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Thread: Technology and education

  1. #71
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    Re: Technology and education

    Quote Originally Posted by Peter Grimm View Post
    Not yet.
    Not ever. Recorded lecture is fine and dandy, but it cannot replace lab work, nor does it grant access to necessary tools and resources often found on college campuses, it also restricts severely contact times with professors and department tutors.
    You know the time is right to take control, we gotta take offense against the status quo

    Quote Originally Posted by A. de Tocqueville
    "I should have loved freedom, I believe, at all times, but in the time in which we live I am ready to worship it."

  2. #72
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    Re: Technology and education

    Quote Originally Posted by Ikari View Post
    Recorded lecture is fine and dandy,
    Watching a recorded lecture is equivalent to sitting in the lecture hall and taking notes. It's "fine and dandy" in exactly the same sense that attending your class is "fine and dandy."

    Quote Originally Posted by Ikari View Post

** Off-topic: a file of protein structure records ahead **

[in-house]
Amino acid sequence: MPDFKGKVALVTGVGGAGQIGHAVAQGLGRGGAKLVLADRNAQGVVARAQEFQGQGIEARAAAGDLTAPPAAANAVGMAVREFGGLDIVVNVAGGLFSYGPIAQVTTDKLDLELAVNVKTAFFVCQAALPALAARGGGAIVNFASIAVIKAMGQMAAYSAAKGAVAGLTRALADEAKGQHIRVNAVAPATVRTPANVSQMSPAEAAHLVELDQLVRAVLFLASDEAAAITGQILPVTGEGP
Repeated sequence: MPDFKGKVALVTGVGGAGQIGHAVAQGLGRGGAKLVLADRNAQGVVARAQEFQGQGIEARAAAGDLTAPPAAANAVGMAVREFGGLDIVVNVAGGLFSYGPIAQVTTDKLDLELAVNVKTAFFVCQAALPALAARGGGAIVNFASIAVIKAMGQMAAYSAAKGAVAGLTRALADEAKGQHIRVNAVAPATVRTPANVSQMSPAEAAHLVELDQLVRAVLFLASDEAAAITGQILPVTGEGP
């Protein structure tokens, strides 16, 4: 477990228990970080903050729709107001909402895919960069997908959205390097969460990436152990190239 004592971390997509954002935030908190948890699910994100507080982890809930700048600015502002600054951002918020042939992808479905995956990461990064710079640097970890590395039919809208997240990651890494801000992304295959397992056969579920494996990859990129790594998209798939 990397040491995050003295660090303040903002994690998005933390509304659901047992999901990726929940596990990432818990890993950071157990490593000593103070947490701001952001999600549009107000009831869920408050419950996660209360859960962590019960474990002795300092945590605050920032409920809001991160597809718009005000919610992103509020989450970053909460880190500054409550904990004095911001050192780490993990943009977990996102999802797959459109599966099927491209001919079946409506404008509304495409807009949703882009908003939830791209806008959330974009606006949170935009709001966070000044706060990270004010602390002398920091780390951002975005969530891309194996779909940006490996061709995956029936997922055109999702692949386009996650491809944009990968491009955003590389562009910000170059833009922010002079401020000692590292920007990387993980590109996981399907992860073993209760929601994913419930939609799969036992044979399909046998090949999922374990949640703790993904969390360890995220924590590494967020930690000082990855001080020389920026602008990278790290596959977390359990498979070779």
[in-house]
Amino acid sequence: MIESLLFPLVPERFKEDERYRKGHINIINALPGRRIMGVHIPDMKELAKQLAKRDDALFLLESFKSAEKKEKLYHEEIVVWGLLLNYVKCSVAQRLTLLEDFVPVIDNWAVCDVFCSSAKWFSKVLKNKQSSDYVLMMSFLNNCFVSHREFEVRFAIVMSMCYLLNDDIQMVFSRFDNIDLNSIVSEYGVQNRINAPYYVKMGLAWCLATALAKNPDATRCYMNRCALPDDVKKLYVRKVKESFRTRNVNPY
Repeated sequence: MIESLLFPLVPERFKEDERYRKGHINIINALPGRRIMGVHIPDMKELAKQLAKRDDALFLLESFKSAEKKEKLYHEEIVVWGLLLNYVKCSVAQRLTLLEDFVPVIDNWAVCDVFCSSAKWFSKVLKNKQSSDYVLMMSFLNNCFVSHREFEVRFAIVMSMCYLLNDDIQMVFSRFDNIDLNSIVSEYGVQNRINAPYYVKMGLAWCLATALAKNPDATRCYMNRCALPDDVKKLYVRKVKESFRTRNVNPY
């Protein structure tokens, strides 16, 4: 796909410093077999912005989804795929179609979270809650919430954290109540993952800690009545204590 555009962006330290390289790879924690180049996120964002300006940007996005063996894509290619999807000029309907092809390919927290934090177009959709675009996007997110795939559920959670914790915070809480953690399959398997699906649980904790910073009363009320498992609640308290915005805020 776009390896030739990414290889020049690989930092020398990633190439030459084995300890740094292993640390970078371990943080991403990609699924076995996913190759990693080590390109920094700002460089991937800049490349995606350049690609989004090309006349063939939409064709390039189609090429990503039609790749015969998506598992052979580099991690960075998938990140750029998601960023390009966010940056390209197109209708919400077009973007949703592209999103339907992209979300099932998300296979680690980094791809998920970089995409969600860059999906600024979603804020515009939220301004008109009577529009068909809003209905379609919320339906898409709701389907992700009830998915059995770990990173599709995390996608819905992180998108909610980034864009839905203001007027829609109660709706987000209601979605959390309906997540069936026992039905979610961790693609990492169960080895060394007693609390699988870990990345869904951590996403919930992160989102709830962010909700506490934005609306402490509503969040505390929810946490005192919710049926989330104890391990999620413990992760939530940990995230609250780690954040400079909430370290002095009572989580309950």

but it cannot replace lab work,
    Agree, with the caveat that computer simulations are getting better by the day. I'm sure a lot more labwork could be completed online than you'd like to admit.

    Quote Originally Posted by Ikari View Post
    nor does it grant access to necessary tools and resources often found on college campuses,
    Many of which are being scanned electronically and will soon be accessible online.

    Quote Originally Posted by Ikari View Post
    it also restricts severely contact times with professors and department tutors.
    Email, skype, telephone, and internet forums are great ways to ask questions.

  3. #73
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    Re: Technology and education

    I think it is funny that people believe apparently that most folks go to college just to learn. Kind of hard to score with a drunk co-ed through online lectures.

  4. #74
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    Re: Technology and education

    Quote Originally Posted by Fisher View Post
    I think it is funny that people believe apparently that most folks go to college just to learn. Kind of hard to score with a drunk co-ed through online lectures.
    Too many people go to school on their parent's dime, or on the taxpayer's dime, only to party it up. I had to give you a "like," though, because you speak the truth and it made me laugh.

  5. #75
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    Re: Technology and education